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System won't post - usb device over current status detected


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#1 bdearen

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Posted 21 July 2013 - 05:27 PM

Hey everyone I have never posted here because I have not needed to yet.  I have been working on computers for about 10 years so I have a lot of knowledge.  Today I received a computer in that wouldn't boot.. wouldn't even post.  I tore the computer down to just the motherboard, 24 pin power and 4 pin (cpu) power and the monitor into the onboard graphics.  I got the computer to post but it showed the error below.  I have looked through tons of forums to find that it's as I expected usually caused by the front usb ports plugged into the motherboard or a dirty or bent usb port.  I cleaned out the usb ports on the board and as far as I can tell there is no debris or problems with them.  All that's plugged into the board is power and one piece of ram and I am getting this error. I have tried everything I can think of can anyone assist?  The motherboard is running outside of the case right now but gives the same error screwed down to the case or out of the case.  This motherboard has a jumper to clear CMOS I tried that.  I even took out the battery to try reseting that way.  This error is given with or without the keyboard plugged in.
 
ASUS P7H55-M/CG5275/DP_MB
 
auto-detecting usb mass storage devices
00 usb mass storage devices found
no keyboard
usb device over current status detected
system will reboot.
 
 
ASUS_P7H55-M_CG5275_DP_MB.jpg

 



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#2 dicke

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Posted 21 July 2013 - 06:46 PM

Hi,

About the only thing left is the motherboard. Have you carefully checked both sides of all of the USB connection points to be sure that nothing is shorting any two points together? If the surfaces are clean the lastplace to look before replacing the board would be for cracks/scratches which could be causing the condition.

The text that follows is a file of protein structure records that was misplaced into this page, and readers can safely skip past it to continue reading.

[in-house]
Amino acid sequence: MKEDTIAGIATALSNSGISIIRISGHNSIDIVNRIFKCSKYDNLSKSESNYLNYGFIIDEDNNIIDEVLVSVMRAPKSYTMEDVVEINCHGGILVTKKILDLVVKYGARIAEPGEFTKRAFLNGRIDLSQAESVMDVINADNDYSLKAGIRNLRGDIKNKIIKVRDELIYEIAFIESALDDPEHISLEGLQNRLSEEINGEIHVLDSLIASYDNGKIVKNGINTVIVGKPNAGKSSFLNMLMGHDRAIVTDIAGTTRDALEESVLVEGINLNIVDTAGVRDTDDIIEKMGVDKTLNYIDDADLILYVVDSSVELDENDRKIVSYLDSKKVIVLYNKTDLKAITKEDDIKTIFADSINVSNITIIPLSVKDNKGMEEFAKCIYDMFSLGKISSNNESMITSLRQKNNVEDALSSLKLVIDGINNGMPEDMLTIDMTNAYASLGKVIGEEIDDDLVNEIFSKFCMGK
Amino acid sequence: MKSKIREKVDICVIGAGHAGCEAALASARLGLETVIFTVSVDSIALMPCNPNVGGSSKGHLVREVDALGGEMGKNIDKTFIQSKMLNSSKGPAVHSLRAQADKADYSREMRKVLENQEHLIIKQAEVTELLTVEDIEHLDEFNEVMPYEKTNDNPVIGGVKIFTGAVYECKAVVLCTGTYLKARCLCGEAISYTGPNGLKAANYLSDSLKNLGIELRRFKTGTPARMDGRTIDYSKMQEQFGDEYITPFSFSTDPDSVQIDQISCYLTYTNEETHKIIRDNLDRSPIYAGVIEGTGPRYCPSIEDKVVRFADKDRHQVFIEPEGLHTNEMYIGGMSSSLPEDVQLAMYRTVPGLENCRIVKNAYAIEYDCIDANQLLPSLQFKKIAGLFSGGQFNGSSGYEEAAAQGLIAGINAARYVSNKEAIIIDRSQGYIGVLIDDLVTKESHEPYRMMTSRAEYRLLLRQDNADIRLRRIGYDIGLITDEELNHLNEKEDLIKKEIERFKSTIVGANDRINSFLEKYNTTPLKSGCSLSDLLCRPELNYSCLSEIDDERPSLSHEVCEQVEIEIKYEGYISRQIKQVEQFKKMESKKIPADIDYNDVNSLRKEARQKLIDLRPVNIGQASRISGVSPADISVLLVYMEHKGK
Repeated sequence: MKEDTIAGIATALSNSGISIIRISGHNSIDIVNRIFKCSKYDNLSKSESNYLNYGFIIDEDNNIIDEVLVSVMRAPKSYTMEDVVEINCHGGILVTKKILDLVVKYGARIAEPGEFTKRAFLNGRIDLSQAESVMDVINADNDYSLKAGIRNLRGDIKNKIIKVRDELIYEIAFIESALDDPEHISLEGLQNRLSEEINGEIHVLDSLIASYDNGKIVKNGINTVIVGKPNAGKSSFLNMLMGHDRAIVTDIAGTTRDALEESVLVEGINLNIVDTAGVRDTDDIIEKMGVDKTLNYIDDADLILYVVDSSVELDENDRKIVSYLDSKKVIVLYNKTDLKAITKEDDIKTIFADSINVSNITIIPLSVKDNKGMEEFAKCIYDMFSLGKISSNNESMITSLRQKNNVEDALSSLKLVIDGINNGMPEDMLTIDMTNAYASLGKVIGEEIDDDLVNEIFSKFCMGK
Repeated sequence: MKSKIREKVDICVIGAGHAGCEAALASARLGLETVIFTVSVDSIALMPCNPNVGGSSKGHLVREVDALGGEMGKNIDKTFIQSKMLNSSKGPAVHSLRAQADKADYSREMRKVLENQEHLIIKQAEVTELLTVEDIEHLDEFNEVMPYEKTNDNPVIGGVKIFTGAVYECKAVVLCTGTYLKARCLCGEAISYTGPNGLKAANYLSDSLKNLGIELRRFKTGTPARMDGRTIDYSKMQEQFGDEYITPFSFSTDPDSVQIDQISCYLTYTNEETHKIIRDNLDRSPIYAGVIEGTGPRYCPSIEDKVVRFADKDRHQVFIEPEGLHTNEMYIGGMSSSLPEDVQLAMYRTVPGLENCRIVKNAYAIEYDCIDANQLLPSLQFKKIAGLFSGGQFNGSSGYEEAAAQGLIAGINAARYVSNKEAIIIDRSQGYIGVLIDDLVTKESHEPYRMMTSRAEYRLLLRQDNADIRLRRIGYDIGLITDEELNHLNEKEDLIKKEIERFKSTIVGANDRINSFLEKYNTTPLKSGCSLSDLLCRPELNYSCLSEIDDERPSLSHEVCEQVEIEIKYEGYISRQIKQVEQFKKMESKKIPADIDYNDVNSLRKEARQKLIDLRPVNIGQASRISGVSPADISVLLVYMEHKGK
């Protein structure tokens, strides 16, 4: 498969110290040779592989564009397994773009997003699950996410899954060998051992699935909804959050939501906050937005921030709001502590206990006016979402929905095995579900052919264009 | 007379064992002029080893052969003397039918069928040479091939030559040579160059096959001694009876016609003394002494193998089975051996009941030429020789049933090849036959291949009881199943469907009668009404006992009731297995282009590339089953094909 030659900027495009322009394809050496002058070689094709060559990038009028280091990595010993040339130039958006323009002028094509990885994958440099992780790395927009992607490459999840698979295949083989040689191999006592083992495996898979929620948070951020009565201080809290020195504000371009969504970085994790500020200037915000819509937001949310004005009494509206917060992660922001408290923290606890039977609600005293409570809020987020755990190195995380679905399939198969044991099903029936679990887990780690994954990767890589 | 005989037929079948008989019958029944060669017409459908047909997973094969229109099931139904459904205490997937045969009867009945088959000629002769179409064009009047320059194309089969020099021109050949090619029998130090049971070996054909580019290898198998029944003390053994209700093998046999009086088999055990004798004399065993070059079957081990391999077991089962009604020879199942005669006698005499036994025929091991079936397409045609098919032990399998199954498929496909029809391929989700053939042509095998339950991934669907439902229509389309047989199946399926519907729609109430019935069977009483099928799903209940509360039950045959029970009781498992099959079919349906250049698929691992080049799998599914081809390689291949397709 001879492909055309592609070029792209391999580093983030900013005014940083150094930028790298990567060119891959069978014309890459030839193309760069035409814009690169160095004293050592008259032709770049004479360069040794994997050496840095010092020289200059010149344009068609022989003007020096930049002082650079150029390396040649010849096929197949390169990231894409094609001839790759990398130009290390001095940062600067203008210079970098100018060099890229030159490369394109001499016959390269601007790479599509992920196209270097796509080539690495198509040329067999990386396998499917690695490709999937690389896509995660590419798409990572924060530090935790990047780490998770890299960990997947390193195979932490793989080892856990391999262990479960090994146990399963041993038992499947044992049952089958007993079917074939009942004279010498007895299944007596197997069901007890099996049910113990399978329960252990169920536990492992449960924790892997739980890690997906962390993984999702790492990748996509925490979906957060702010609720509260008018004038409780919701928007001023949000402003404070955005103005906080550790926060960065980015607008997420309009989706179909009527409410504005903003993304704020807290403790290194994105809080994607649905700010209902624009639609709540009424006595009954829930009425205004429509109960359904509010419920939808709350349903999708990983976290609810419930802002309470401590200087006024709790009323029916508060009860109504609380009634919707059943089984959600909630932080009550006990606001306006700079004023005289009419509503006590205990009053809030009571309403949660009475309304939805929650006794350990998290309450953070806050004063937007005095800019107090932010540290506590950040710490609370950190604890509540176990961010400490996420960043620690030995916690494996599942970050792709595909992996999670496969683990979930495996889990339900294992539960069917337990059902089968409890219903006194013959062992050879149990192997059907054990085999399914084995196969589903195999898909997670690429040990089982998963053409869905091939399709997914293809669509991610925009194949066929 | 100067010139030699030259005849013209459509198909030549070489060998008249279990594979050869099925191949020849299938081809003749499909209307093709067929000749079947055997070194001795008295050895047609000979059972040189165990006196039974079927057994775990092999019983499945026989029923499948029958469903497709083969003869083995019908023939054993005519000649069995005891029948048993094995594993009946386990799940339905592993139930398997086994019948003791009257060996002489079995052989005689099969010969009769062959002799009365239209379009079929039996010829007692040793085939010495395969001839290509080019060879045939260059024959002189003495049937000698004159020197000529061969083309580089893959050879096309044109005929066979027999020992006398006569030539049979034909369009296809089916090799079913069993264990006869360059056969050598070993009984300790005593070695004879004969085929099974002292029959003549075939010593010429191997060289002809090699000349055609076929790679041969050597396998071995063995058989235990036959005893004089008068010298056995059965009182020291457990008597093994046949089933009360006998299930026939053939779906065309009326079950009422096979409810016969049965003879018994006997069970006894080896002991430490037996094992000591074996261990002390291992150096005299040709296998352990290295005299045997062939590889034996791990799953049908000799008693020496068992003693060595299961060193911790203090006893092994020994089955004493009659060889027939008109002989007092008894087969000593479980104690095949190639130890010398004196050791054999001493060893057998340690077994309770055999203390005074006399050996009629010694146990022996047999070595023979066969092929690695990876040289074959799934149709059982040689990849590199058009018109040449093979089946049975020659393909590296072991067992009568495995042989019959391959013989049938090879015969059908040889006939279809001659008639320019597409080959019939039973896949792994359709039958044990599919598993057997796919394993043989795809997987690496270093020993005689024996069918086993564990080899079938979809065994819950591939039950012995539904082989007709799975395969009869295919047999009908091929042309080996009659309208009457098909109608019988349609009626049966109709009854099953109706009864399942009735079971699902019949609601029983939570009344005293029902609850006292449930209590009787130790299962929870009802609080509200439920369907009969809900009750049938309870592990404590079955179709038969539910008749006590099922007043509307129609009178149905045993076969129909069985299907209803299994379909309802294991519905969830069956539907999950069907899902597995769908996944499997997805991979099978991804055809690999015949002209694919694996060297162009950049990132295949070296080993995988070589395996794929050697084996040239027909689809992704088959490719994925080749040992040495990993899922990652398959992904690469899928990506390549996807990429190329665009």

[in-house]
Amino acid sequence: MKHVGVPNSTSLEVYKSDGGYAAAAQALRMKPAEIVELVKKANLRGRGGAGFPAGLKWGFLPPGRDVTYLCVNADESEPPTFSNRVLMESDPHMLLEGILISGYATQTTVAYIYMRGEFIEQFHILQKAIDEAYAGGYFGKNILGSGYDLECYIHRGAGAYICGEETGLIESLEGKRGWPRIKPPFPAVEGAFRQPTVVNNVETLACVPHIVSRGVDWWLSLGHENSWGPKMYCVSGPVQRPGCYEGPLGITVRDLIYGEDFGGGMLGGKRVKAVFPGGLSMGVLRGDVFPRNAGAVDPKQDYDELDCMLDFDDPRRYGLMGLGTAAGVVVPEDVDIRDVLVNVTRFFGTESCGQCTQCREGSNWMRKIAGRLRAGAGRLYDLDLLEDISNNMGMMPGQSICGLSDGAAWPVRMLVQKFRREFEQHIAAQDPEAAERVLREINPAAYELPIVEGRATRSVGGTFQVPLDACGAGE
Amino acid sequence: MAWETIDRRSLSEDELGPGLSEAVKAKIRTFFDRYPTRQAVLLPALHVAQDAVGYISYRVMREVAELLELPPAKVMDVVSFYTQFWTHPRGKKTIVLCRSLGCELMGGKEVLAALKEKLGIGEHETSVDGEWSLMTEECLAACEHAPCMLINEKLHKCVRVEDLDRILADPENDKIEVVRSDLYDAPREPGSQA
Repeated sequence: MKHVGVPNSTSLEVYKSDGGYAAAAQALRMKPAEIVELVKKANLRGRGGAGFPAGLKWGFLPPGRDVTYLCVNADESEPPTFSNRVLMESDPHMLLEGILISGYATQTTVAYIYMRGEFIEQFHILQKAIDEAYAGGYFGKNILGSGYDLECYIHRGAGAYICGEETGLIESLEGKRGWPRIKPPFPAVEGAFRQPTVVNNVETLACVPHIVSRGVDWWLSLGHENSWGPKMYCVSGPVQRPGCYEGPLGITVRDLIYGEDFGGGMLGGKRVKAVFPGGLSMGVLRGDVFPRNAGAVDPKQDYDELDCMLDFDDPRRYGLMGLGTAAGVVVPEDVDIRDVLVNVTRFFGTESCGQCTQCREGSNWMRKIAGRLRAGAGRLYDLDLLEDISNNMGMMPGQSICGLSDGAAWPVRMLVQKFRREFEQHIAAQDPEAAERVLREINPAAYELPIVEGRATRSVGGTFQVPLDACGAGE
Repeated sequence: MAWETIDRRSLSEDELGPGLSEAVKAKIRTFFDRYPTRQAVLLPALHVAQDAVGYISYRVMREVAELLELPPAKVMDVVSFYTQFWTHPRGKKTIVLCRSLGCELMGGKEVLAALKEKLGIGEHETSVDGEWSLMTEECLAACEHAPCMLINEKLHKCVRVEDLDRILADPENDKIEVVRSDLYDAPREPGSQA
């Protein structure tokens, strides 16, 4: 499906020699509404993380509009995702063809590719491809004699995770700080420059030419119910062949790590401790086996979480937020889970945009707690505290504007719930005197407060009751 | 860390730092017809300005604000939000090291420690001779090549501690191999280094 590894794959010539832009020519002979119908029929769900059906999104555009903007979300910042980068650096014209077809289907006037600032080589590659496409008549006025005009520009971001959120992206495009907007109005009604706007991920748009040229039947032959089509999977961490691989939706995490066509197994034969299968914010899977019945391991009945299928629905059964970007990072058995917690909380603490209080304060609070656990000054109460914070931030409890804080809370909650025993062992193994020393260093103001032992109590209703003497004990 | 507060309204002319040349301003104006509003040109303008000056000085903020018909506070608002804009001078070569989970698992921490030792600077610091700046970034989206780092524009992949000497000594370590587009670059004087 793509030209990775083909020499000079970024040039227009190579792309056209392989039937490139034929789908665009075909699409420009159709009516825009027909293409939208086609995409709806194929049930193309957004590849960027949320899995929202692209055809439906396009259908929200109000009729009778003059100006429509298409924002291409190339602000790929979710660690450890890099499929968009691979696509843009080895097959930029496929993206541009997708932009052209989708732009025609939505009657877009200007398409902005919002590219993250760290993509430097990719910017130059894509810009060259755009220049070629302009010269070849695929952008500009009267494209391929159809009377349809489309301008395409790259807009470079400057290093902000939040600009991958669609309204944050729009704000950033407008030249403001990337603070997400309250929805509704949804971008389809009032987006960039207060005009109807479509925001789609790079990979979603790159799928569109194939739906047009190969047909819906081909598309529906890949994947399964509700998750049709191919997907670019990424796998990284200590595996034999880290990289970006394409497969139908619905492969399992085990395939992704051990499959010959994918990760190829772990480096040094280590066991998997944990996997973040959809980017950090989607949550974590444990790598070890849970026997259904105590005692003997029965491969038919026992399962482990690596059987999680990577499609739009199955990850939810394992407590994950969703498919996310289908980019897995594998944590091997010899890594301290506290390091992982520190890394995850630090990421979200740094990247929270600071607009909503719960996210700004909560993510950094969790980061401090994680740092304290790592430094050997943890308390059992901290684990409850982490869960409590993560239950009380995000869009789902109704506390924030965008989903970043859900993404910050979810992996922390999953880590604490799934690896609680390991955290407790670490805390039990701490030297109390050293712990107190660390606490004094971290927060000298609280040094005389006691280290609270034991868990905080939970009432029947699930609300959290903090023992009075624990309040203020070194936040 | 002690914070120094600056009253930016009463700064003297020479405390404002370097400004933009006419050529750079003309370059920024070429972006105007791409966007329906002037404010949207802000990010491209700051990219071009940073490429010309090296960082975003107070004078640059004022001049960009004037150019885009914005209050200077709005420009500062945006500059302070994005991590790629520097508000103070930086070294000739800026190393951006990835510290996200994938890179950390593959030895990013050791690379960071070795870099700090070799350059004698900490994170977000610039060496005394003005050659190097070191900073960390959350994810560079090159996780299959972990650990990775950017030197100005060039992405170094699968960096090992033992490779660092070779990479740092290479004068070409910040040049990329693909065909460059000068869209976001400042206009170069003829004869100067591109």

Keep usposted


Stay well and surf safe [stay protected]

Dick E


#3 bdearen

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Posted 21 July 2013 - 06:53 PM

Hi,

About the only thing left is the motherboard. Have you carefully checked both sides of all of the USB connection points to be sure that nothing is shorting any two points together? If the surfaces are clean the lastplace to look before replacing the board would be for cracks/scratches which could be causing the condition.

Keep usposted

 

The USB connections are on the board see the link below for the pic.  There is no place I can see they are connected to the board at.  I looked inside the actual USB ports and they all look normal I can't see anything going on there.  The customer told me they had to replace a keyboard because it "shorted" out when plugged in to the comp.  Said the comp wouldn't boot when the old keyboard was connected.  Also said a ram stick shorted out a while ago as the comp wouldnt' boot until they removed one of the 4 sticks of ram.

 

http://www.asus.com/Motherboards/P7H55M/



#4 dicke

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Posted 21 July 2013 - 08:22 PM

Interesting,

The USB board connections are solder points on the bottom side of the board.

The keyboard 'shorted' the RAM 'shorted' have you checked voltages? The power supply may be faulty.

Keep us posted


Edited by dicke, 21 July 2013 - 08:23 PM.

Stay well and surf safe [stay protected]

Dick E


#5 bdearen

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Posted 22 July 2013 - 09:09 AM

Interesting,

The USB board connections are solder points on the bottom side of the board.

The keyboard 'shorted' the RAM 'shorted' have you checked voltages? The power supply may be faulty.

Keep us posted

Could you explain how and where to check voltages?  I normally just swap in a working powersupply if I suspect a faulty one and see if that solves the problem.  



#6 dc3

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Posted 22 July 2013 - 09:36 AM

Reading Desktop ATX Form Factor PSU Rail Voltages